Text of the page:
Staunton, March 14 – In a four-part essay, Russian commentator Aleksandr Skobov says that Vladimir Putin’s new authoritarianism reflects both worldwide trends and specific Russian realities and represents a far more dangerous threat to Russia and the West than many imagine because it is fundamentally different from the authoritarianisms of the past it is often viewed as.
He argues that the Russian opposition and the West must overcome their misconceptions about Putin’s neo-authoritarianism, stop assuming economic change will necessarily lead to political liberalization and overthrow Putinism before it can do any more damage (kasparov.ru/material.php?id=604749D279786, kasparov.ru/material.php?id=60489EB29AC1E, kasparov.ru/material.php?id=6049FABF40E06 and kasparov.ru/material.php?id=604B46DFA5C91).
“Among Russian liberals,” Skobov says, “the notion that the Putin regime is a certain ‘backward authoritarianism’ is still widespread,” something that leads them to conclude that with economic development, Russia will finally overcome the Soviet past and become “’a normal’ liberal democracy.” But both these views are “deeply mistaken.”
On the one hand, a totalitarian heritage does not necessarily make authoritarianism inevitable as the cases of Bulgaria and Romania show; and on the other, the liberals forget that Russia before 1917 and the Soviet Union at its end were comparable in many ways as far as economic development is concerned with the West but did not become democracies as a result.
“The Putin system was established not by old pre-industrial elites … it was created by new elites of post-industrial society and arose on the basis of a post-industrial society as a result of the contradictions inherent in such societies,” the Russian commentator continues. “The Putin system is a form of ‘authoritarian capitalism’ and as such competitive with the liberal variety.
“The new post-industrial authoritarianism” not just in Russia but especially there is “a revolt against the modernization that has already taken place. To a significant degree, is is based on the anti-modernist attitudes of those strata which achieved quite high status in the industrial era but have lost it in the course of the post-industrial transition.”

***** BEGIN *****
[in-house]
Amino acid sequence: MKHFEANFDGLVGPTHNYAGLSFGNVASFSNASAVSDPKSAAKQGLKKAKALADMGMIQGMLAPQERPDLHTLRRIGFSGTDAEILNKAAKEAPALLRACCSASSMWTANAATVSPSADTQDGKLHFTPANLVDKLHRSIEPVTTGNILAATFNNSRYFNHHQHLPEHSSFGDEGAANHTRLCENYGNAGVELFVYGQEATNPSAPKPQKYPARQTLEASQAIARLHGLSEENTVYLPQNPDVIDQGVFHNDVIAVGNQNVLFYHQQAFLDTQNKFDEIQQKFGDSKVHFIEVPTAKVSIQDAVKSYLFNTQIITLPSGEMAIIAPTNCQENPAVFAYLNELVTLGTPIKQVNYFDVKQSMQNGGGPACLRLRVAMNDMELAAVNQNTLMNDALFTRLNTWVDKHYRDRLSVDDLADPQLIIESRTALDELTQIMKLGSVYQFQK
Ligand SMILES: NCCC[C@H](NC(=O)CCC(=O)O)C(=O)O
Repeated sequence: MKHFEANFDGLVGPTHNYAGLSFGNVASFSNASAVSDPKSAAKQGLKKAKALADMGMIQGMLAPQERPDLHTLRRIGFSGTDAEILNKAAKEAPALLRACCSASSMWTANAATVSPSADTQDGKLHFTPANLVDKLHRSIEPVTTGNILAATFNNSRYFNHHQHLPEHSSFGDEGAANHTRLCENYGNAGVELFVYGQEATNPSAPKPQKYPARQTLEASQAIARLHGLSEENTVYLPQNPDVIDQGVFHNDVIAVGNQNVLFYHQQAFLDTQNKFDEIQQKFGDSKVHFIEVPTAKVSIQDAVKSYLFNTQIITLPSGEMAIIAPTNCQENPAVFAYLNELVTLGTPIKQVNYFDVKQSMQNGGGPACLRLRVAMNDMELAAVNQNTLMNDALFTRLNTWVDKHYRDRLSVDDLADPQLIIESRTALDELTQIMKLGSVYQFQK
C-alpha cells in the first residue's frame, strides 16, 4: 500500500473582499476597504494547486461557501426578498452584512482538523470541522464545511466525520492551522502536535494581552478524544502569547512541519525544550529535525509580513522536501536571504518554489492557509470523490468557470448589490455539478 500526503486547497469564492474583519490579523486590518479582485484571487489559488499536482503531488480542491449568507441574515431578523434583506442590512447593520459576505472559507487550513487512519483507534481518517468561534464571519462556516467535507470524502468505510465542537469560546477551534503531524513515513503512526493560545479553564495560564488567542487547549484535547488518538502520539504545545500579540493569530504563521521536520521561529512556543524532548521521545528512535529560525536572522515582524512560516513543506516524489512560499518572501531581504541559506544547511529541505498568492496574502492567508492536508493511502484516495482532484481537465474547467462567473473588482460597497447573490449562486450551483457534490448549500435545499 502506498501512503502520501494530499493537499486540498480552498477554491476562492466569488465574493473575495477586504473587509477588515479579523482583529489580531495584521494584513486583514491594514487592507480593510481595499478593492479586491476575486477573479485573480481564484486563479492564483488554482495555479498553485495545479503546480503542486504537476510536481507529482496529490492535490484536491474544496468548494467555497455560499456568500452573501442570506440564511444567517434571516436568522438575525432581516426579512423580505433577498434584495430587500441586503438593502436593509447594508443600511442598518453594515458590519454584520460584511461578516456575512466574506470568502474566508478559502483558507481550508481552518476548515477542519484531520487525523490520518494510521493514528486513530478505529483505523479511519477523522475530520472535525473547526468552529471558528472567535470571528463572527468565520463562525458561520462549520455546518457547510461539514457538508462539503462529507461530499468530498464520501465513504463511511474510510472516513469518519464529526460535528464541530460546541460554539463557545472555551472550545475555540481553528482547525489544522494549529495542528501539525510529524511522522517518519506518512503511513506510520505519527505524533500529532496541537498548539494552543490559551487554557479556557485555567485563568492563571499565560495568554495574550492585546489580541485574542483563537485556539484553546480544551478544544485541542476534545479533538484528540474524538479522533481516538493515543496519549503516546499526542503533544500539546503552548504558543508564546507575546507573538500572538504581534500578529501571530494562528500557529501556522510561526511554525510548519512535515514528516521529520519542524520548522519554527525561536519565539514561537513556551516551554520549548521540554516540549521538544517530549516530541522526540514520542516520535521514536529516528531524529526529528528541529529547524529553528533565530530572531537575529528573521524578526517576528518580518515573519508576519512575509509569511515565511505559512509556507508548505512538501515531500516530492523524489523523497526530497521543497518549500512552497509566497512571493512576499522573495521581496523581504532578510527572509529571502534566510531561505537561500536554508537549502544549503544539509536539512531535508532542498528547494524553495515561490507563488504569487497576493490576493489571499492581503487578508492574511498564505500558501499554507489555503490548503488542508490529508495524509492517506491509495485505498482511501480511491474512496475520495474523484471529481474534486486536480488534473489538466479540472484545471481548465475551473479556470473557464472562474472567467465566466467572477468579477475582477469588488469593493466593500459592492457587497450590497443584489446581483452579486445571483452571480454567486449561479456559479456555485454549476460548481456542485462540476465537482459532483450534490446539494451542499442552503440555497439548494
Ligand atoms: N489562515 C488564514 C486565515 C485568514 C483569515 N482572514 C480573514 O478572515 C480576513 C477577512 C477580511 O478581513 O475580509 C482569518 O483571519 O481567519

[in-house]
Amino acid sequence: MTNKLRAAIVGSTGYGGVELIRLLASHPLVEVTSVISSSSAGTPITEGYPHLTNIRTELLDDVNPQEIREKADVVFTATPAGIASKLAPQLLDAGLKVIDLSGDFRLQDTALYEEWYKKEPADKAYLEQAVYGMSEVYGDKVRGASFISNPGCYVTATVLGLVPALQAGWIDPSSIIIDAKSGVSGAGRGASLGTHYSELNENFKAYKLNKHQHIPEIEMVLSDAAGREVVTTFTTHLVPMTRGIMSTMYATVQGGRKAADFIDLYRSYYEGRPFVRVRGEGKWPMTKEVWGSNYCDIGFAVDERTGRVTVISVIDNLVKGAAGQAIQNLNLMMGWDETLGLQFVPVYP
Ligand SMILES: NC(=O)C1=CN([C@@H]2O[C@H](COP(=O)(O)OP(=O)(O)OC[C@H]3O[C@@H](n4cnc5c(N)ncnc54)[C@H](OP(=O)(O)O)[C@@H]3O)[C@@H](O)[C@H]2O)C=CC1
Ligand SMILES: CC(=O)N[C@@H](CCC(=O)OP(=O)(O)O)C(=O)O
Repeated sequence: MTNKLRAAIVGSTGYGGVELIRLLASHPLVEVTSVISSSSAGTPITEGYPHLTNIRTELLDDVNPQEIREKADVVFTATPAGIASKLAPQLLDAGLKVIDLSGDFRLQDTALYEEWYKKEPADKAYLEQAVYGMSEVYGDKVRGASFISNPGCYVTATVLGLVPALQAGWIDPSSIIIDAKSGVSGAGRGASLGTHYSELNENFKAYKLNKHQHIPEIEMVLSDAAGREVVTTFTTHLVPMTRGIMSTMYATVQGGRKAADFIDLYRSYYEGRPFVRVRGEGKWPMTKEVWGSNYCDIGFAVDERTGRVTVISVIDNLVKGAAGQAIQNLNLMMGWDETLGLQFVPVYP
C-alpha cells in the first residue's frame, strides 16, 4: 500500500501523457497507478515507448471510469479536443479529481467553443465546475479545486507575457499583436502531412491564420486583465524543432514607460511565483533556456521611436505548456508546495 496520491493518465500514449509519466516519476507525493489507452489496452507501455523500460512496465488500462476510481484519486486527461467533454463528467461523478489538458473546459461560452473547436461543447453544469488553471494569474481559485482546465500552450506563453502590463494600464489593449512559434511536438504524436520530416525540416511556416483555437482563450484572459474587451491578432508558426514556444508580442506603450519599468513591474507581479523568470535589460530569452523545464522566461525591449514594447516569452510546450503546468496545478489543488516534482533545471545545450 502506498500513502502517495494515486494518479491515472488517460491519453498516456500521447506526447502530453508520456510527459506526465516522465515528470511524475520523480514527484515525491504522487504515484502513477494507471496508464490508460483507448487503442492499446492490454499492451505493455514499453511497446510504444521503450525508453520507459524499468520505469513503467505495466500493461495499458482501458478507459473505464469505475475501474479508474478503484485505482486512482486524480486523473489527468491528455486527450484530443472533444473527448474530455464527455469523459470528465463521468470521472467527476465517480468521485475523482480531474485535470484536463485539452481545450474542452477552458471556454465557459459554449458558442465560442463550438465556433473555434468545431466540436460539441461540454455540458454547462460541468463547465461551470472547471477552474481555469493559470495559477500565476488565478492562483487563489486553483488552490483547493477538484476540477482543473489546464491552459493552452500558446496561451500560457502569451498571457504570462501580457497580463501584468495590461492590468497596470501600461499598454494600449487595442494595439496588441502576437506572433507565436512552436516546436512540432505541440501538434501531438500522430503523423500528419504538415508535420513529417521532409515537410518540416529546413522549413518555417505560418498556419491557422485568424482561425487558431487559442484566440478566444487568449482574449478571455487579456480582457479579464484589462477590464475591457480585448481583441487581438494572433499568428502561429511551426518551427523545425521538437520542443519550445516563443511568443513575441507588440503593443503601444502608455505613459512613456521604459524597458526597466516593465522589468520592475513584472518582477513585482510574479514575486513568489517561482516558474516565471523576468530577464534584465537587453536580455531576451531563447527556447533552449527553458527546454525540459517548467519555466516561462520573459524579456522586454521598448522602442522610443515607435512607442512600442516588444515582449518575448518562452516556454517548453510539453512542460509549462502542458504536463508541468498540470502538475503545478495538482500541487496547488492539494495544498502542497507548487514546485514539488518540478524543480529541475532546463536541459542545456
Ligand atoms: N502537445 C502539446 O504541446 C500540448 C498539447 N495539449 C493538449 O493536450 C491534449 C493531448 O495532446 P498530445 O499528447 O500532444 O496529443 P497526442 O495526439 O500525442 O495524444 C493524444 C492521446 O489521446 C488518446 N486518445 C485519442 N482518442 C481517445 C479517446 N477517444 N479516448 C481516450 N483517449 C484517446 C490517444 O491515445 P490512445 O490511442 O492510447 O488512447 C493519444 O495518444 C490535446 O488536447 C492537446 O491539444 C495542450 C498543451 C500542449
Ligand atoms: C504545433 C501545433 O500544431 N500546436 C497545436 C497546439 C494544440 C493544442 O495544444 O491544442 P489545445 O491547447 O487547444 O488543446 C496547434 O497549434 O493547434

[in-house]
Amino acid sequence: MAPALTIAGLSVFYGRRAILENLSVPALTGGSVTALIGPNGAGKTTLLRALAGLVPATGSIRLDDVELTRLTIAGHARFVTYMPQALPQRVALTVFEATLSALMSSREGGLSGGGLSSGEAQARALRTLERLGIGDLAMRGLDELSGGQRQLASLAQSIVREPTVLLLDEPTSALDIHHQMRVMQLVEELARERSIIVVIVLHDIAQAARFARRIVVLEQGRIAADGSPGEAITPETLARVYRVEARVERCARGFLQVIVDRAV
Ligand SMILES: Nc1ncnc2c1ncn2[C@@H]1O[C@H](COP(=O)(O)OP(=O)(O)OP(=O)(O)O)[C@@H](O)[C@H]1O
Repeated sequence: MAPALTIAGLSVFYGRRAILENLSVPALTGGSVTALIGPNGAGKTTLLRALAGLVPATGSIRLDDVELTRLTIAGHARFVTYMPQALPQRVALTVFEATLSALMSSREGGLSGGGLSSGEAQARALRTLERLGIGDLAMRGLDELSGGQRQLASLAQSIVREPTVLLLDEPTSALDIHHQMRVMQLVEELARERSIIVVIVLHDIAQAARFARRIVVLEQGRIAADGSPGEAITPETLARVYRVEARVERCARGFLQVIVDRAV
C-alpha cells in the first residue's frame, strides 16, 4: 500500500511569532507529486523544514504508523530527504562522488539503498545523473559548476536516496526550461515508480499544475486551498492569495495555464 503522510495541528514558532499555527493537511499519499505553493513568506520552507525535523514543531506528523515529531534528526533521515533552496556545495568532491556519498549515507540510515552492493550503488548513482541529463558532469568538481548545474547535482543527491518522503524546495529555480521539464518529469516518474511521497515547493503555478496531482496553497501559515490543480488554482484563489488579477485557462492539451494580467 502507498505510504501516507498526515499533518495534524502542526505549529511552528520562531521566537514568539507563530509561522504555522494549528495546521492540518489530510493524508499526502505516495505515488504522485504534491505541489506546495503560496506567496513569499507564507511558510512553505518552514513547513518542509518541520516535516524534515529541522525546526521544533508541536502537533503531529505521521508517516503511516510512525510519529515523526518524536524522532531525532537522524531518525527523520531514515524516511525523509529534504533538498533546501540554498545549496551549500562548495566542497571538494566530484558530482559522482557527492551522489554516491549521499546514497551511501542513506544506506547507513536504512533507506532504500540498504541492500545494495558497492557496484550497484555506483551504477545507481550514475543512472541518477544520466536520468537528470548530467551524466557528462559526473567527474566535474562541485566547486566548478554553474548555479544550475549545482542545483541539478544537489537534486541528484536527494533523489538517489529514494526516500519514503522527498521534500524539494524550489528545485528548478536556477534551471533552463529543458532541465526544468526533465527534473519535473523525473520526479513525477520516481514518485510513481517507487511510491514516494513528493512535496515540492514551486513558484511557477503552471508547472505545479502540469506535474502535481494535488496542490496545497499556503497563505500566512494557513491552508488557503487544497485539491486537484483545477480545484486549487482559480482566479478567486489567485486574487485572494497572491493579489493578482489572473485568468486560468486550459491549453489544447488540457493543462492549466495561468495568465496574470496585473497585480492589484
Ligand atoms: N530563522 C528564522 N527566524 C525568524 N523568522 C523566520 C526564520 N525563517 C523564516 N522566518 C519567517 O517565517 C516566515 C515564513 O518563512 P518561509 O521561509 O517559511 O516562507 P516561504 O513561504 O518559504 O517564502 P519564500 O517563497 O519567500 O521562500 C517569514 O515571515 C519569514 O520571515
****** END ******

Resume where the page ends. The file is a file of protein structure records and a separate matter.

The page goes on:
Those who back “’the new authoritarianism” oppose what modernity did. It limited “the diktat of the state, society and small groups” over the individual. But those who support the new authoritarians believe that “these limitations have become too numerous.” They reject them in the name of freedom for those with the power to take it.
“In their crusade against ‘the religion of human rights,” Skobov says, “they raise their banner of ‘freedom,’ freedom from limits on force and cruelty and freedom from limits on the struggle for domination. They thus appeal to primordial instincts and to the archaic.” The only way they can achieve their goals is by pursuing ever more totalitarian methods.
And that means that the Putin regime won’t move to overcome “the survivals of authoritarianism” but rather in the direction of the imposition of ever more “totalitarian” controls. Indeed, “it is already moving in that direction.” Its supporters believe they must do whatever benefits them no matter how much it harms others at home or abroad.
To counter this regime, Russians must organize a resistance in alliance with the West to overthrow Putin and Putinism. That won’t be easy, but it is absolutely necessary because otherwise neo-authoritarianism will not only continue but spread, metastasizing not only inside Russia but across the globe.
Skobov’s conclusions rests on a close analysis of the development of the Russian economy over the last century, the critical role that the automization of society under communist rule played in creating a class of people interested in promoting themselves regardless of consequences for others, and the fundamental stability of such neo-authoritarianism.
In this new society, he argues, the country has enough resources to offer everyone “not only bread but circuses,” something that reduces among the population any desire to go into the streets to resist the oppression it increasingly suffers from, especially as structures like parties and values expressed in ideologies have withered under post-industrial conditions.
It is true, Skobov acknowledges, that the new information society gives people greater chances to promote themselves but largely as individuals rather than as members of groups. And he warns that there is no guarantee that those who will learn how to use such technologies first be they in the state or outside it will be committed to liberal values.
Democratic institutions everywhere are thus under assault, he says; but those in the West have “a very large reserve of firmness.” Those in Russia don’t; and so expecting Russia to withstand them is a fool’s errand, one that means many will expect a better future that won’t arrive unless they work to overthrow Putin and Putinism.